In the following sentences, the direct object is highlighted in bold.

  • Je vois mon amie Aurélie. | I see my friend Aurélie.
  • Tu connais notre collègue ? | Do you know our coworker?
  • Où achetez-vous vos vêtements ? | Where do you buy your clothing?
  • Elle finit le compte-rendu. | She finishes the report.

Indirect objects in French are usually animate nouns – nouns referring to living beings. Indirect objects are joined to the verb by the preposition à. In the following sentences, the indirect object is highlighted in bold. Note that the meaning in English often includes the notion of the English word to.

  • Il téléphone à sa petite amie. | He phones his girlfriend.
  • Vous écrivez à vos cousins. | You write to your cousins.
  • Le vendeur répond au client. | The clerk answers the customer.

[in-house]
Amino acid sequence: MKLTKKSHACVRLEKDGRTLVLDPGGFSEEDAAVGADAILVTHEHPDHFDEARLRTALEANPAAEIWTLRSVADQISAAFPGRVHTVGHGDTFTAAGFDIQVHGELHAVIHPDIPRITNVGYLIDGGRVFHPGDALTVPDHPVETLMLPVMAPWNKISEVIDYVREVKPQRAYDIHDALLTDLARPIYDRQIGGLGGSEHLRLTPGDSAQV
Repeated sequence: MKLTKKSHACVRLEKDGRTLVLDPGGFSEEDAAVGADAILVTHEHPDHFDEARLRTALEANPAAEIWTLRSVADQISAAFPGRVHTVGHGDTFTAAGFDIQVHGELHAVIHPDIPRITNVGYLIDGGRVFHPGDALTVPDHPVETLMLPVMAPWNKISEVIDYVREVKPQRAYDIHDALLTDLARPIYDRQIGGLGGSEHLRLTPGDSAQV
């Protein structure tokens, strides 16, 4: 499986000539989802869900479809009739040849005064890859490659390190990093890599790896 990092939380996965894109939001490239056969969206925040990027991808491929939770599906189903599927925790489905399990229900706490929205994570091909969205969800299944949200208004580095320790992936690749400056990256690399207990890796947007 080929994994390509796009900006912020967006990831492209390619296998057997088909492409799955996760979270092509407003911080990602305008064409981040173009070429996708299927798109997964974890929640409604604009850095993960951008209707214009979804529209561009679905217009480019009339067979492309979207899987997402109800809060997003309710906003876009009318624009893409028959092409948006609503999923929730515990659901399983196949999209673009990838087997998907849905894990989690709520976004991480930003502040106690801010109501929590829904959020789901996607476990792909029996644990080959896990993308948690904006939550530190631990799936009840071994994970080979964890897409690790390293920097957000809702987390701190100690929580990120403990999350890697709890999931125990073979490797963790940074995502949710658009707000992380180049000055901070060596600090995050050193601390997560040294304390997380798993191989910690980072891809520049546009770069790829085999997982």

Indirect objects most often occur with an inanimate direct object. In the following sentences, the direct object is highlighted in bold, and the indirect object is underlined and bold.

  • Il donne un cadeau à son frère. | He gives his brother a gift.
  • Je montre les photos à mes amis. | I show my friends the pictures.

Enjoy your week, everyone!

Merci à vous !

Courtney

Comparisons of Adjectives and Adverbs

How to Form the Comparative of Adjectives and Adverbs

In English, we have two ways of changing adjectives and adverbs from positive to comparative degree. Many of our most common adjectives and adverbs are changed by adding -er to them; i.e.: rich → richer; soon → sooner. Other adjectives and adverbs are made comparative by placing the words “more” (or “less”) in front of them, i.e.: beautiful → more beautiful; slowly → more/less slowly.